(Students can brainstorm what they think these terms really referred to.)
Abolitionists used the railroad as a metaphor (and a code) for how they were transporting fugitive slaves to freedom.
Distribute only the political maps to students working in pairs. First have them mark the Mason-Dixon Line. (Explain, if necessary, that this line divided the North from the South. It forms the boundary line between Maryland, a slave state, and Pennsylvania, a free state.) Ask them to find and mark South Carolina on their map (or another southern state or city.) What route do you think a fugitive slave might take to try to get to freedom? Discuss it with your partner and then mark it. Use the map scale to measure about how far the fugitive slave would have to travel to reach freedom. How long do you think this journey might take? Meet briefly with another team and share routes and rationale, and distances. (Remind students that because of the Fugitive Slave Laws, enslaved Africans were not truly free until they left the United States. However, many did end their journey in the "free" states, hoping to take on a new identity and avoid the slave catchers sent to retrieve them. Teams can decide where they want to end their fugitive's journey.)
Now hand out the physical maps, and again mark the Mason-Dixon Line and find and mark South Carolina. Ask students to compare and contrast this map with the other one that they just used: what new info is shown on this map that they didn't have before? (mountains, swamps, etc.) Does that change their route choice? If so, map a new route. Share with another team.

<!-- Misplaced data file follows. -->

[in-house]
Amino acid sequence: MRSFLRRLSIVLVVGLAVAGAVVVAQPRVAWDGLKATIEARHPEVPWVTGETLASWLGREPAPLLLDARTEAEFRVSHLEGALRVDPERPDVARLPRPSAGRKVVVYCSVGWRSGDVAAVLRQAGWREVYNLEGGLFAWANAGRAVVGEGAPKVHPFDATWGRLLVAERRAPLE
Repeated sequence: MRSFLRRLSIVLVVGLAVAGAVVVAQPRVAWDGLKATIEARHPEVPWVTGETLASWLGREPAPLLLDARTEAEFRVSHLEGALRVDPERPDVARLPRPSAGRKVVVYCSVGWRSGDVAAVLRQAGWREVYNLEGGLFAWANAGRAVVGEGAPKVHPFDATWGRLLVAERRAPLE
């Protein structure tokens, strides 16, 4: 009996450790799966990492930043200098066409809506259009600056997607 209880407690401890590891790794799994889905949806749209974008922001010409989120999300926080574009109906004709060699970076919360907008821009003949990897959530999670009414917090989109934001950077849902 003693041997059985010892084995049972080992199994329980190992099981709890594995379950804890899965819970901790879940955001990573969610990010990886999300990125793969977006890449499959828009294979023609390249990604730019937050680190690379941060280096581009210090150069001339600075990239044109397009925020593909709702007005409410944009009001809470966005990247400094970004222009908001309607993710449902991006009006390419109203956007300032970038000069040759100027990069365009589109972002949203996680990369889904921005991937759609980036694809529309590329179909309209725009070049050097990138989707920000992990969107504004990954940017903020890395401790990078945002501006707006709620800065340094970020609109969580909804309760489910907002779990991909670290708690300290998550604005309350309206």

Now hand out the Underground Railroad Route Map(s) and allow time for the teams to study the information. Ask them to compare and contrast their mapped routes to the actual routes known to have been used by fugitives on the Underground Railroad. Students should discuss: How are the routes similar? How are the routes different? When looking at the actual routes, what surprised you the most?
This journey wasn't easy and it involved risks and consequences for all involved. Have a class discussion about difficult choices involved. (Discussion examples: The swamps and mountains are difficult terrain, but perhaps there is less chance of getting caught. Is the quickest route necessarily the safest? Is the most difficult and lengthy route necessarily a bad choice? Is it better to go by land or by a water route? Is it better to travel in mainly rural or urban settings? Should you try for Canada versus Mexico, or Florida and attempt to blend in with the Native Americans there?)